Getting a full night’s rest can make you feel like a whole new person at the beginning of the day. On the opposite end of the spectrum, lack of sleep leaves you feeling uncomfortable, unproductive and, more importantly, it can take and big toll on your health. Getting enough sleep seems straightforward, but many factors can cause you to have sleepless nights.
The Importance of Sleep
Sleep is an active process that helps your body eliminate toxins, repair cells and maintain homeostasis. Poor sleep is known to cause toxic overload, mood swings, hormonal imbalance, weight gain and other health problems (1).
The Sleep Foundation reports that 67% of people experiencing poor sleep quality also experience poor health.
Poor sleep is typically caused by an unhealthy diet, low activity, strange sleeping position, high stress and underlying health conditions like autoimmune disorders.
Gender and socioeconomic status play a role too: women are more likely to sleep poorly than men and having a low income influences sleep by causing high stress and low life satisfaction.
Adrenal Glands Out of Sync?
Your adrenal glands are located above your kidneys. These are part of the endocrine system and produce steroid hormones such as cortisol, aldosterone, and hormones that can be converted to testosterone (2,3).
Some conditions like adrenal insufficiency and Addison’s disease can cause your adrenals to produce too little hormones. This is often caused by chronic stress, autoimmune disorders, thyroids problems, diabetes, malnutrition and other conditions (4).
Some of the hormones your adrenals secrete secrete, like cortisol and adrenaline are directly responsible for your body’s stress response. Cortisol also plays a role in your circadian rhythm, which is the biological clock that regulates your body’s functions throughout the day and directly influences your sleep/wakefulness cycle.
Normally, cortisol levels are at their highest in the morning to give you energy by raising your blood sugar levels. As the day goes on, cortisol levels gradually drop to reach their lowest point just before you go to bed (5). As you sleep, cortisol levels slowly get higher and reach their peak just as you wake up.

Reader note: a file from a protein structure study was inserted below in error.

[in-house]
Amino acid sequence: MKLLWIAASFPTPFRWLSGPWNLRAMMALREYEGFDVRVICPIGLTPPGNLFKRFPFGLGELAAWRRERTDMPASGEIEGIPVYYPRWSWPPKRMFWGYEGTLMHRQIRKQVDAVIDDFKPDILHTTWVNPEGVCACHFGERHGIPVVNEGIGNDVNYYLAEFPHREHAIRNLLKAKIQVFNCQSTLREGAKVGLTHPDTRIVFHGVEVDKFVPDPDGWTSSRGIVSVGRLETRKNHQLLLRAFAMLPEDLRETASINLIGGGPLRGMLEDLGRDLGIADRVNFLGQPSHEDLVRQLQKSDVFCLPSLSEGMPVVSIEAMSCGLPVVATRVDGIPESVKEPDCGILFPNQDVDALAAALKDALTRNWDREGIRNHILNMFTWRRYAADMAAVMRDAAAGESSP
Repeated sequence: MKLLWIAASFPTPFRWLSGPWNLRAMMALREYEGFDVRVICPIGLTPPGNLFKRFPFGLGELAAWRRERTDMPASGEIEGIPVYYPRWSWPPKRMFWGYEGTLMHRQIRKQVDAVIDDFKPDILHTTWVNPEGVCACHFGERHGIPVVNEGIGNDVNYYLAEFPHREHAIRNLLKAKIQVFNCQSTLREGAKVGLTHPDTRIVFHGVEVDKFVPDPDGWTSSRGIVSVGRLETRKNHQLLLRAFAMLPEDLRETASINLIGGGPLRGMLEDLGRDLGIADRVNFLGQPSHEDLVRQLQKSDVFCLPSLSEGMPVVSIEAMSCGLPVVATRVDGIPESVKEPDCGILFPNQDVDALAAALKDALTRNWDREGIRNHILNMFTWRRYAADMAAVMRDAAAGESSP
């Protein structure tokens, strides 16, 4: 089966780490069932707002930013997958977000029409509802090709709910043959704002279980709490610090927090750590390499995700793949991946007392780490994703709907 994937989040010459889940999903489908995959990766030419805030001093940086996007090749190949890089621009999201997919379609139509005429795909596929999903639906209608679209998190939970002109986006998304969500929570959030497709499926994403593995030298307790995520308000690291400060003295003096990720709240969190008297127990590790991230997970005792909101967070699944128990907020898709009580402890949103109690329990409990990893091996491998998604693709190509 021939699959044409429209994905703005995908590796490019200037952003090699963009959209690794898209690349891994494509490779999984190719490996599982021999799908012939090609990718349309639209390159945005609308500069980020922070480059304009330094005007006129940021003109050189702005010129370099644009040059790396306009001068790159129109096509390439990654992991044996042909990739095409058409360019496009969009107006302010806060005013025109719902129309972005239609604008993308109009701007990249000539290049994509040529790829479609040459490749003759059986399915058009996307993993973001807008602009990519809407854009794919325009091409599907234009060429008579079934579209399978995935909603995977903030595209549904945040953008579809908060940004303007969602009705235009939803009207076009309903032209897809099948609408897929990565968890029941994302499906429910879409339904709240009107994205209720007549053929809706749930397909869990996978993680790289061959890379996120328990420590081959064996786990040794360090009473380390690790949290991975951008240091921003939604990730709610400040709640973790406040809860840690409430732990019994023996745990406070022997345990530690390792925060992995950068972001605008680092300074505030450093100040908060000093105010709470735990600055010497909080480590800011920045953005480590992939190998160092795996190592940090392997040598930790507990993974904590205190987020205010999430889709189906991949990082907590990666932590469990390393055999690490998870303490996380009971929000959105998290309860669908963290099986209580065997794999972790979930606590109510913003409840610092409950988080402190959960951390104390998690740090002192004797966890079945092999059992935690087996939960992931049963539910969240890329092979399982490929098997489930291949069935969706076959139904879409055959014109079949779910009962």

However, when your blood sugar levels and stress levels are too high, cortisol can reach its peak in the middle of the night, causing you to wake up between 1-4 am and stay awake.
This is a well-documented medical condition linked to adrenal fatigue which can be reversed by following a healthy lifestyle and trying out the tips below.
Tips For Better Sleep
Sleep disturbances and daytime sleepiness are the most telling signs of poor sleep hygiene (6).
If you find yourself unable to fall asleep, frequently tired or waking up in the middle of the night, here are a few things you can do to get better sleep, have more energy and improve your health.
1. Don’t Drink Before Bed
“Alcohol does make you feel sleepy initially,” explains sleep medicine expert Michael Breus, but as your body digests your drink “it can have a stimulating effect, keeping you out of the deeper stages of sleep, or even causing you to wake often throughout the night.”
It’s also important to avoid stimulants like caffeine and nicotine after dinner.
2. Unplug Your Electronics
The blue light emitted by your cellphone, tablet or computer affects your body’s production of melatonin, the hormone that regulates your sleep cycle.
To get a good night’s sleep, electronics should be left outside your bedroom and should be unplugged 60-90 minutes before bed.
3. Snack Before Bed
Instead of overeating at dinner, have a little snack 3 hours or more before bed. Avoid munching on chips or sweets and eat a high-problem snack like nuts or yogurt instead.
It’s also a good idea to take a spoonful of honey right before bed.
4. Don’t Sleep In
Although it may be tempting to sleep in on the weekend, it’s actually better for you to stick to the same sleeping hours throughout the week. This will make it easier for you to get up and go to work on Mondays and consistently get a good night’s rest.
However, you can catch up on sleep by taking naps early in the afternoon on your days off. Just make sure to keep them short and far from bedtime.
5. Heat/Cool Your Bedroom
Being too hot or too cold can affect sleep quality and make it harder for you to fall asleep. Research shows that optimal sleep occurs in bedrooms that are heated between 65-75°F.
If you still feel cold, wear comfy socks and a warm pajama to bed.
6. Eliminate Food Sensitivities
Eating inflammatory foods or foods you have trouble digesting can cause gastrointestinal problems during the night, making it hard for you to get a restful sleep.
If possible, avoid high-sensitivity foods like dairy and wheat during dinner to help you catch some high-quality zzz’s.
7. Exercise Throughout The Day
Exercising in the morning and early afternoon will ensure that your metabolism works smoothly throughout the day. However, exercising too closely to bedtime makes it harder to sleep, so make sure to get your cardio in before dinner.
8. Go outside
Being exposed to at least 20 minutes of natural sunlight helps your body regulate its sleep/wakefulness cycles. Taking another walk after dinner also helps you digest and exposes you to dimming light, which promotes melatonin secretion.
9. Revamp Your Bedroom
Your bedroom should be your sanctuary. When it’s messy, poorly painted or undecorated, this room can actually hinder your sleep.
You can remedy this by filling your room with plants, investing in a comfortable mattress and decorating your room with things you love. This will also help you feel more motivated and energized when you wake up!
10. Establish A Nighttime Routine
The best way to get a good night’s sleep is to slowly wind down into bed. After dinner, take it easy, shut down your electronics and engage in relaxing activities like yoga or taking a nice bath.
Reading, coloring, and massaging your feet can also help lull you to sleep.